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Open Access Correction

Correction: Genetic analysis of the roles of agaA, agaI, and agaS genes in the N-acetyl-D-galactosamine and D-galactosamine catabolic pathways in Escherichia coli strains O157:H7 and C

Zonglin Hu, Isha R Patel and Amit Mukherjee*

Author Affiliations

Division of Molecular Biology, Office of Applied Research and Safety Assessment, Center for Food Safety and Applied Nutrition, U.S. Food and Drug Administration, Laurel, MD 20708, USA

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BMC Microbiology 2014, 14:127  doi:10.1186/1471-2180-14-127


This article is available from: http://www.biomedcentral.com/1471-2180/13/94

The electronic version of this article is the complete one and can be found online at: http://www.biomedcentral.com/1471-2180/14/127


Received:6 May 2014
Accepted:8 May 2014
Published:30 May 2014

© 2014 Hu et al.; licensee BioMed Central Ltd.

This is an Open Access article distributed under the terms of the Creative Commons Attribution License (http://creativecommons.org/licenses/by/4.0), which permits unrestricted use, distribution, and reproduction in any medium, provided the original work is properly credited. The Creative Commons Public Domain Dedication waiver (http://creativecommons.org/publicdomain/zero/1.0/) applies to the data made available in this article, unless otherwise stated.

Correction

After the publication of this work [1], it was brought to our attention that in Figure 1B it is erroneously shown that Gam is transported by EIIAga and Aga is transported by EIIGam. The correct depiction should be that Gam is transported by EIIGam and Aga is transported by EIIAga and the corrected figure is now shown in Figure 1.

thumbnailFigure 1. The aga/gam regulon and the Aga, Gam, and GlcNAc pathways in E. coli. (A) The genetic map (not drawn according to scale) shows the 13 genes and the protein products that they code for in the 12.3 Kb aga/gam cluster in E. coli C. The agaI gene was predicted to code for Gam-6-P deaminase/isomerase but this study and that of Leyn et al. [24] show that agaS codes for this deaminase. The question mark next to agaI indicates that the function of this gene is now uncertain. PR., PZ, and PS are the promoters and the arrows indicate the direction of transcription. The 2.3 Kb deletion in the K-12 strain is shown and the truncated agaC gene and the split agaI gene as annotated in strain EDL933 are shown in gray arrows. (B) The Aga/Gam and the GlcNAc pathways are depicted in this figure. The only change from what was known before about the Aga/Gam pathway [1], [6] is that AgaS carries out the deamination step and not AgaI as was known before. The GlcNAc pathway is shown to indicate the interplay between AgaA and NagA but not between AgaS and NagB as shown from this study. The upward vertical arrow from NagA indicates that it can substitute for AgaA and the downward vertical arrow indicates that AgaA can substitute for NagA when it is over-expressed. The upward vertical arrow from NagB with an X in the middle and a similar downward arrow from AgaS indicate that AgaS and NagB do not substitute for each other.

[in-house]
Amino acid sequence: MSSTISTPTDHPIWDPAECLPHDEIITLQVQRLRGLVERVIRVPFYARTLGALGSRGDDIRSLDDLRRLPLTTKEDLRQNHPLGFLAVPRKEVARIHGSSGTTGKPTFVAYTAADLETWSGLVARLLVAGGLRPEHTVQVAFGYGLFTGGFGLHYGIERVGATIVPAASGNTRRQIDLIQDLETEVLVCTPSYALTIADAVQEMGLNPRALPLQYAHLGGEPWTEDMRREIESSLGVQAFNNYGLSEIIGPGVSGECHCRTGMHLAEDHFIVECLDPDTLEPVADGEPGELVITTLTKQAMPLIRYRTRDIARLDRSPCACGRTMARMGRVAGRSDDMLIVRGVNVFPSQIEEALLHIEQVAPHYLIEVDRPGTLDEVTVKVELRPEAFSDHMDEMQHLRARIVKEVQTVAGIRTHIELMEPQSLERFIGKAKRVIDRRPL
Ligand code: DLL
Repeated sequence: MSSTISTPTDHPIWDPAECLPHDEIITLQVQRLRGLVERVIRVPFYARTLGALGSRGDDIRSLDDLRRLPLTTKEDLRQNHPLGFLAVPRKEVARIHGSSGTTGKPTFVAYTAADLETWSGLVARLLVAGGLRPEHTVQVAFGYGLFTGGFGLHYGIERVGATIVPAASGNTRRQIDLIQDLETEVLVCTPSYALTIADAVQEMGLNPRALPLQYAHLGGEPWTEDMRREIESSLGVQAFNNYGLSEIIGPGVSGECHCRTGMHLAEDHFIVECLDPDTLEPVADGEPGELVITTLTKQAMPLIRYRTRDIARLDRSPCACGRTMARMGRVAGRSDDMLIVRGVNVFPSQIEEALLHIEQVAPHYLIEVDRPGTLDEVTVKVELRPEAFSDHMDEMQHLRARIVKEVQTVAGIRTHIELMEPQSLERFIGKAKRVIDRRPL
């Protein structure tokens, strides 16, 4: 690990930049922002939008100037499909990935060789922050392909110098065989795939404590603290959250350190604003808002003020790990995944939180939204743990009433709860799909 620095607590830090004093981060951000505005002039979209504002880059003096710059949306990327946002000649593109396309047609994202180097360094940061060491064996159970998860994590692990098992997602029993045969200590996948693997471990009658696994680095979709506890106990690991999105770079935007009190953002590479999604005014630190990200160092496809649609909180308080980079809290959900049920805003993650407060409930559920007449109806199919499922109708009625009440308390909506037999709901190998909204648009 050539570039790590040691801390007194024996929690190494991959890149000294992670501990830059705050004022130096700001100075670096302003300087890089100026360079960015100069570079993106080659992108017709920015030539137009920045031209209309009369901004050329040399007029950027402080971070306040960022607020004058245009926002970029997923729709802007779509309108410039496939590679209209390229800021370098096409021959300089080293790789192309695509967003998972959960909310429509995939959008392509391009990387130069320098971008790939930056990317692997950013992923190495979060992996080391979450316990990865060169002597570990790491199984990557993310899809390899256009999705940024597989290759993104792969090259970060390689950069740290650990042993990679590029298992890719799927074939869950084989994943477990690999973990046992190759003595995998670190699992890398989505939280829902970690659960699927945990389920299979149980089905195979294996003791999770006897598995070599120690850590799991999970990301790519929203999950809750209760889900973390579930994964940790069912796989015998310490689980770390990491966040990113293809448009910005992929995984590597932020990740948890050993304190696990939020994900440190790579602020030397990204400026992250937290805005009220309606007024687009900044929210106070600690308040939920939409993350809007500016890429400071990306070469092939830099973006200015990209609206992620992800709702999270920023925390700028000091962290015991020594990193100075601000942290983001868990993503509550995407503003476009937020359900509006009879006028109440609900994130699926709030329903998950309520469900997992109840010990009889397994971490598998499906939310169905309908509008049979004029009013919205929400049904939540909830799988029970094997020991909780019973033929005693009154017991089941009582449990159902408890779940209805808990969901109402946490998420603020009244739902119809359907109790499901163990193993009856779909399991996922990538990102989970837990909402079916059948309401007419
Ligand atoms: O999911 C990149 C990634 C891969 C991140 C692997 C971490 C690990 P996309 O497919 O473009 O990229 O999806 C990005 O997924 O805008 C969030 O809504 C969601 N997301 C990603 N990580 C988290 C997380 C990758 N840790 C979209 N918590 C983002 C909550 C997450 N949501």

We regret any confusion caused by this error. We wish to thank Dr. Jacqueline Plumbridge for bringing this error to our attention.

References

  1. Hu Z, Patel IR, Mukherjee A: Genetic analysis of the roles of agaA, agaI, and agaS genes in the N-acetyl-D-galactosamine and D-galactosamine catabolic pathways in Escherichia coli strains O157:H7 and C.

    BMC Microbiol 2013, 13:94. PubMed Abstract | BioMed Central Full Text | PubMed Central Full Text OpenURL